“Play that part the way it is on the record,” he said, his face getting red. The drum part in question, in a song I can’t even remember now, was a mistake on the part of the drummer who recorded it. It was almost impossible to duplicate. But John wasn’t hearing it. Rehearsal had come to a complete stop and we’d been arguing for about ten minutes. Then, with the calmest expression, John reached behind him and came up with a sawed-off shotgun. “Do what I tell you,” he said.
I had known John about two years. He was a hot head, but a great guitarist and I liked playing with him. We’d had arguments, but never did it occur to me that I would be looking down the barrel of a shotgun because of one of them. It’s amazing how big that gun looks when it’s pointed at you.
What seemed like three years passed, although it was probably only thirty seconds. I could hear my voice saying, “You’re right. I just can’t get it.” Then after another eternal pause, I added, “I’m not a good enough drummer for you.” With that I began to tear down my set. John got this faraway look and put down the gun, leaving the room. I could have been dead at seventeen. It was the first of three times I’ve had a firearm pointed at me.
The second time was a police traffic stop. My car was the same make and model as one used in a robbery in the area. I followed every instruction, slowly. Even while I was bathed in bright spotlight, with the weapons of two officers trained on me, I thought everything would turn out okay. And it did. After getting me out of the car and searching me (and the car), there was an explanation, apologies, and I was sent on my way.
The third time, I was running a welding crew at a pump station near Bakersfield. When people speak of ‘the middle of nowhere’, this was that place. I supervised some rough guys in their forties. I was a stick-like 24 year old who was, to them at least, pretending to be their boss.
One welder wasn’t pulling his weight. He was slow, his welds had problems and often required rework. My job was to get the work in at a profit and this guy was killing me, figuratively. I tried talking, explaining, begging. When it became obvious his work was affecting the production of the rest of the crew, I exercised my last option: firing.
I went back to the trailer to write the final check. He burst in behind me, swearing and stomping, trying to get me to change my mind as I calculated his pay. I wrote the check and handed it to him. The hate that emanated from him hit me like a wave of heat. He snatched the check from my hand and left, muttering a string of obscenities.
A moment later he was back with a shotgun. “My check’s wrong,” he shouted. Now I was afraid he would kill me, literally.
I took the checkbook out of the drawer. I only had one thing to say, “What should it be?”
He looked befuddled, glancing at me, then down at his gun, like it suddenly occurred to him that bringing it with him might have been a dumb idea. “Well, you’re the one supposed to figure it out.”
Let’s review. I have a presumably loaded shotgun pointed at me. I’ve just written a termination check to a man who yelled at me the entire time I figured it. I’m now supposed to calculate the pay correctly? I could hardly breathe let alone add. I wrote another check for $250. I do not know to this day if it was correct. On the memo line I wrote, “Non-Payroll – Travel Allowance”. I gave this check to my assailant.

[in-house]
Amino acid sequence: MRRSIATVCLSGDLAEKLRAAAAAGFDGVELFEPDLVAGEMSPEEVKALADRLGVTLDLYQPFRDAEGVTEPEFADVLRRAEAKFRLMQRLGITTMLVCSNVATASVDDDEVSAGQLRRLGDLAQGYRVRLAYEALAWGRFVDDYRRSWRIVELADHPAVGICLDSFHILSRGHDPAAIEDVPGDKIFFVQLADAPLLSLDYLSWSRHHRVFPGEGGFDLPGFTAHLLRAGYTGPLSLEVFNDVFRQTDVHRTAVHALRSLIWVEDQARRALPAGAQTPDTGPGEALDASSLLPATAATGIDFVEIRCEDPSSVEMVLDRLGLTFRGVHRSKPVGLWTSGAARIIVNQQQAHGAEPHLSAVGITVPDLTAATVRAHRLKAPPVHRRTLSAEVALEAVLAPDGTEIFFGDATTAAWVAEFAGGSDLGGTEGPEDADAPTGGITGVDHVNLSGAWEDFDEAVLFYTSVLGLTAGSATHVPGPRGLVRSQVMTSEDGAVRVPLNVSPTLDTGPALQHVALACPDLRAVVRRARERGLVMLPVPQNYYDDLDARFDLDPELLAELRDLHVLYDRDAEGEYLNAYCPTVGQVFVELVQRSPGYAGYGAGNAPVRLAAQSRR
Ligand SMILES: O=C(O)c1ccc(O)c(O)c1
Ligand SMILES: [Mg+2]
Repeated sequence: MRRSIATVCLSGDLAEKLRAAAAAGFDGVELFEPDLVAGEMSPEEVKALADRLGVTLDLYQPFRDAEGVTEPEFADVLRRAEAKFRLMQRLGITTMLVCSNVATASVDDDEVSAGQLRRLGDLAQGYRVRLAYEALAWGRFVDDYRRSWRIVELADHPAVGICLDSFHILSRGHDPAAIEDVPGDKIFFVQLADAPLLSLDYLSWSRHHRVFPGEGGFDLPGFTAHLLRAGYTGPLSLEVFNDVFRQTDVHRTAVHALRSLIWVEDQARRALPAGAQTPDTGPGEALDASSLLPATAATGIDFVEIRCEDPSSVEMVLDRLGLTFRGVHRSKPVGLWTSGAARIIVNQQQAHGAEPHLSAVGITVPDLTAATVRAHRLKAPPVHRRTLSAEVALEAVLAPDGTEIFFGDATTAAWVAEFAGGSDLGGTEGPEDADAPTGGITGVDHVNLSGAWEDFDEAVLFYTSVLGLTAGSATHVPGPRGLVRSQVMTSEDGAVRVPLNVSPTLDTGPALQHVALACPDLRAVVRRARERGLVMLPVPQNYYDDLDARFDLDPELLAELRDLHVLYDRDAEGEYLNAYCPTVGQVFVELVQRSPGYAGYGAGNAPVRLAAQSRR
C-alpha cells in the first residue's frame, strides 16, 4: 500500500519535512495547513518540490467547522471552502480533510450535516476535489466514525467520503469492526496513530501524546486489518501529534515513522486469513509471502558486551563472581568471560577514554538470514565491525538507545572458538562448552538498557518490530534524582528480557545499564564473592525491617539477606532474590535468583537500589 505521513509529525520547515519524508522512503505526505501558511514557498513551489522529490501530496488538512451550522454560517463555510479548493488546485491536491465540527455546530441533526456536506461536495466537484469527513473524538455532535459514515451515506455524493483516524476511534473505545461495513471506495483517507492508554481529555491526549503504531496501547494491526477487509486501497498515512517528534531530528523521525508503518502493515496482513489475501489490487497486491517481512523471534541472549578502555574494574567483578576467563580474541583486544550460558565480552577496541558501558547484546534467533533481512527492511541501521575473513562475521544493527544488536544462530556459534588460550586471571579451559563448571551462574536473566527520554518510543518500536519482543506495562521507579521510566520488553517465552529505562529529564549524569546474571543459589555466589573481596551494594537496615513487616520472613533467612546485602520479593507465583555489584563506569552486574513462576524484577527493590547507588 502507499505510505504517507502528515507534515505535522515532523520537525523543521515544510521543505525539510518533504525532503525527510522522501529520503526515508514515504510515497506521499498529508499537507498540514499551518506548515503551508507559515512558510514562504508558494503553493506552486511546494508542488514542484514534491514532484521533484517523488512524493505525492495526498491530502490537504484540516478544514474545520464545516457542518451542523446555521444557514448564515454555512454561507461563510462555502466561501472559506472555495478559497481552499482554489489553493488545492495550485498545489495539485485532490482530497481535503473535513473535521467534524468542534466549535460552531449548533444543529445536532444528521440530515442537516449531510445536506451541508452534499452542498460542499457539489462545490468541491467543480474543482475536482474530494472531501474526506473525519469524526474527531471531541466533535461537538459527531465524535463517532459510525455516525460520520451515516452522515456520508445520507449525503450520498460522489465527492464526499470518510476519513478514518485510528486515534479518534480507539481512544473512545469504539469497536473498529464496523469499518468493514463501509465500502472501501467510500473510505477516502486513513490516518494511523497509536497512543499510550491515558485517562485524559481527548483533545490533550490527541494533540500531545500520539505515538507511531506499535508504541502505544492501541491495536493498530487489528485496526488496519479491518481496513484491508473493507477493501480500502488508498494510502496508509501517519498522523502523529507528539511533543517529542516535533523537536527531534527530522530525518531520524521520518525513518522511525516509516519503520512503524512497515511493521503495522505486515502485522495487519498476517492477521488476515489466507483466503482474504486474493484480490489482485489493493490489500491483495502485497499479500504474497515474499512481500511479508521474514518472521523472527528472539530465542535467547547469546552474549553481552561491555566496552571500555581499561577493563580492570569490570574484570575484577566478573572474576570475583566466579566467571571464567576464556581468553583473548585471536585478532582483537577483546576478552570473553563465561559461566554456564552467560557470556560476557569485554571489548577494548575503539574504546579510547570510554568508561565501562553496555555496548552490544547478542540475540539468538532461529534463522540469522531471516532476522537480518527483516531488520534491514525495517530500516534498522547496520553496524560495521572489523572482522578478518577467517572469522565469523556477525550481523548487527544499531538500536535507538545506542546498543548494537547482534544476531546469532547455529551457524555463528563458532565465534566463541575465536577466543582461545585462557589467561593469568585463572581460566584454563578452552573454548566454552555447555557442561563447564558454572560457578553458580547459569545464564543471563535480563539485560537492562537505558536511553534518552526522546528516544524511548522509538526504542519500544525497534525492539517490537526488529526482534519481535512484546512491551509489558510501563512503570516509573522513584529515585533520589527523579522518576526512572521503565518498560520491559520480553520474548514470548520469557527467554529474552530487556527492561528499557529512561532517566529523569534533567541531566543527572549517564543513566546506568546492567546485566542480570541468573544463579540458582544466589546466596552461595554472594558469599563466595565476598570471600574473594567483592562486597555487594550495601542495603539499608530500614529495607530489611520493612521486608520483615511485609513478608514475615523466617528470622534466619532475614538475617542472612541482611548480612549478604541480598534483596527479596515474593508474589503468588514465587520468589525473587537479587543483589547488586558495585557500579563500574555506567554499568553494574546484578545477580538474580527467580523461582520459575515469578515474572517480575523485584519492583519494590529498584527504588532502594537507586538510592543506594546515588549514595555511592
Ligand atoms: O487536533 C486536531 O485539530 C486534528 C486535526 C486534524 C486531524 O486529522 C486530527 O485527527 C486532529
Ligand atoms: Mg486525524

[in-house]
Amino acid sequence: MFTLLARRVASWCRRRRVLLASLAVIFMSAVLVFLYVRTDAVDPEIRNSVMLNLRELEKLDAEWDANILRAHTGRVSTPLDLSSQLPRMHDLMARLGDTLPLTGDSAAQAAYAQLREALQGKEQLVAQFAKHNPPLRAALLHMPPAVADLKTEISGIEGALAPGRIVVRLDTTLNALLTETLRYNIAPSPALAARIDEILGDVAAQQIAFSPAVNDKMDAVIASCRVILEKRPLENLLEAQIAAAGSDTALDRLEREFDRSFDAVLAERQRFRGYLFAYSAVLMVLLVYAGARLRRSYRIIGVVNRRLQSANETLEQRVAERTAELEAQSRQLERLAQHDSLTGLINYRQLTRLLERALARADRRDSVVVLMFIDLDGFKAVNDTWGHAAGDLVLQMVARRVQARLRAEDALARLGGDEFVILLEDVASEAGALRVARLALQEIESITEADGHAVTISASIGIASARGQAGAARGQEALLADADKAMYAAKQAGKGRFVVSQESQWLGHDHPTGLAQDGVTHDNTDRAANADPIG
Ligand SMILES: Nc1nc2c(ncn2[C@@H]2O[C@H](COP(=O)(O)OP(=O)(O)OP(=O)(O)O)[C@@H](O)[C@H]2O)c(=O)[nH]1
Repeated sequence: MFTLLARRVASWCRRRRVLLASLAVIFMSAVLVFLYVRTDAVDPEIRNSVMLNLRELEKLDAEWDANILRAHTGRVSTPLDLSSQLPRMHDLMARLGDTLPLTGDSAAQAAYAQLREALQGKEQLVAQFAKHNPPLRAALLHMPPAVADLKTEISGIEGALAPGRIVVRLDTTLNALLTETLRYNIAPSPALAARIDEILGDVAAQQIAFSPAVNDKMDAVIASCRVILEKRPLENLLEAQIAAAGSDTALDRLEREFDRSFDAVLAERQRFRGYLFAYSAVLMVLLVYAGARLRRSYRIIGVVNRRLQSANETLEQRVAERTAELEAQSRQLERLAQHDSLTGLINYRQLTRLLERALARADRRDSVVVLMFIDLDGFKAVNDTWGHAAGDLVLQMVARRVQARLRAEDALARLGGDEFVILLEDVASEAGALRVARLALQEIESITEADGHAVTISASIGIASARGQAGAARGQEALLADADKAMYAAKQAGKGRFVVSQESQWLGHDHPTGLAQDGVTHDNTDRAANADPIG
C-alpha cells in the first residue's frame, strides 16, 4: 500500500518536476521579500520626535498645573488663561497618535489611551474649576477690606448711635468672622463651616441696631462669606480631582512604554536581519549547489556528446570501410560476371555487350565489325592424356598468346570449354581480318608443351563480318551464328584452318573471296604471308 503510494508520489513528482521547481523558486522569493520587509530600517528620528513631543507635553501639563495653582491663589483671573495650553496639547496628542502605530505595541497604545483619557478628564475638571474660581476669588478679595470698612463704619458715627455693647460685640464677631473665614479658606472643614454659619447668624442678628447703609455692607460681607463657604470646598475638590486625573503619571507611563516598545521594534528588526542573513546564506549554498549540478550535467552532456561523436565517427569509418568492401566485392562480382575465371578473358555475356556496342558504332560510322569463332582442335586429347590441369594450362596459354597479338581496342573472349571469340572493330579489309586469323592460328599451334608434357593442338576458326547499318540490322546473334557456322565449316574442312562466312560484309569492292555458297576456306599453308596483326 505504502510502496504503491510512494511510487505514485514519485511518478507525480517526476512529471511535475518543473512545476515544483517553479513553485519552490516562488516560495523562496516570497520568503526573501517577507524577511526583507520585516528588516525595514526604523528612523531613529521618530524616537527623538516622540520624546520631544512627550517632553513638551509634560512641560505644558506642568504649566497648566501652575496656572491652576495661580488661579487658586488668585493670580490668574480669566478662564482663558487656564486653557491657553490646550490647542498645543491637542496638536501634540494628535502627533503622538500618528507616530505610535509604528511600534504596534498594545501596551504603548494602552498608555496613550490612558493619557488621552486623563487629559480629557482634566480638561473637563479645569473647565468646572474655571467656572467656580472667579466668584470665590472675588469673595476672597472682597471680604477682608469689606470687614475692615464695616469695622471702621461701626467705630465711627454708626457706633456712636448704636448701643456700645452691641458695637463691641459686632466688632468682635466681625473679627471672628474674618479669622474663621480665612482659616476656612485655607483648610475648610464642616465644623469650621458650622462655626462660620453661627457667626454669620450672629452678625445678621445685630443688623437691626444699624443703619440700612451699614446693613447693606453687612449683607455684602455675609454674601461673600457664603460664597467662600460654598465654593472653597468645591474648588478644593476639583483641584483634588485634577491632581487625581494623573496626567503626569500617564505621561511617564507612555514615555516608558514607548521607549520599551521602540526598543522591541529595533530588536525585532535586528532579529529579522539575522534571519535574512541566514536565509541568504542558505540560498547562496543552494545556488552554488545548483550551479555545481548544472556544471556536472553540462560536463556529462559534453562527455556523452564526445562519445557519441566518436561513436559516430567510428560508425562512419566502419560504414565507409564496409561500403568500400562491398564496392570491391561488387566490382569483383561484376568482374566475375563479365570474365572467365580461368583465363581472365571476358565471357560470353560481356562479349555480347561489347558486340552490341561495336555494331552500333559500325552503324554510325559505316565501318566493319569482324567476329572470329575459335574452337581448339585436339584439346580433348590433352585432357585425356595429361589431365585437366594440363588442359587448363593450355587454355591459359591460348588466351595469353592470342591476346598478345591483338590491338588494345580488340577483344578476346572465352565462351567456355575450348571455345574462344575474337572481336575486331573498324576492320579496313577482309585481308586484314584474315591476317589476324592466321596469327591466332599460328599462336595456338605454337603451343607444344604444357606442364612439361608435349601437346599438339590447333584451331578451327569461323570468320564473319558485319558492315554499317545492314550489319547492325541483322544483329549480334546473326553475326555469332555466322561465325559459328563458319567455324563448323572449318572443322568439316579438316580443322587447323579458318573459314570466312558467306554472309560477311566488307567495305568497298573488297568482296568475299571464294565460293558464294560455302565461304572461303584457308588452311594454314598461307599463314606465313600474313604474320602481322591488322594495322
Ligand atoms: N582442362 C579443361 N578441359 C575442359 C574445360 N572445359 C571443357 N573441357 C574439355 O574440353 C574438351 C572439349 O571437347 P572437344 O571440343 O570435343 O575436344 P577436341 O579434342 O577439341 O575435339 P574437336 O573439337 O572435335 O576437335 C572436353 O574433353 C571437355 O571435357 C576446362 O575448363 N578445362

The man looked at me as if he wanted to apologize and both of us knew that he could never do it. He left, as did I shortly afterwards, making my way to the hotel bar and several shots of straight scotch.
We don’t know what will set unstable people off. Their triggers can be invisible to us until sprung, when only guile or luck will save us. Looking back, I can see temper was an issue with John in the band. In fact, I never again played music with a bad tempered person and extended this rule to my work life as much as circumstances would allow.
Arguments in work situations are trickier, because people have reason to be upset and passionate when their futures or livelihoods are on the line. What’s important is that you must always come from a place that maintains the self esteem of the other person. It is unwise to negate another person or deal sharply with them.
All of this means that you must work to keep your emotions in check and remain able to listen and be constructive. Many recent work place shootings were triggered because the attackers felt belittled and dismissed. Giving people a fair hearing and making sure their opinions are considered goes a long way to keeping peace.
A lot of workplace killings take place when people are let go. Since my experience with the second shotgun, I never let a person go without at least one other person with me, if at all possible. I usually include someone that is friendly to the person being terminated. I make sure to take time to listen to their complaints, no matter how long it takes and I am never dismissive.
One time I had to let go a member of my team after some really bad behavior. What he’d done was grounds for immediate dismissal and had caused our client to ban him from the building. He was very upset and thought the layoff was unfair. By upset, I mean others on my crew were physically afraid of him.
My bosses wanted him tossed out like trash. Remembering my experiences, I decided to hear him out. After talking it through, I understood why he did what he did and eventually, he got why he was getting fired. We spoke for four hours before he finally accepted the situation.
I got a lot of grief from my superiors for taking the time. It does not matter. I would do it the same way again. Even when people are wrong, they’re not trash. Respect and consideration are not touchy-feely human resource concepts, in the real world they could mean survival.
This article appears in this month’s Impact magazine at http://www.impact.fm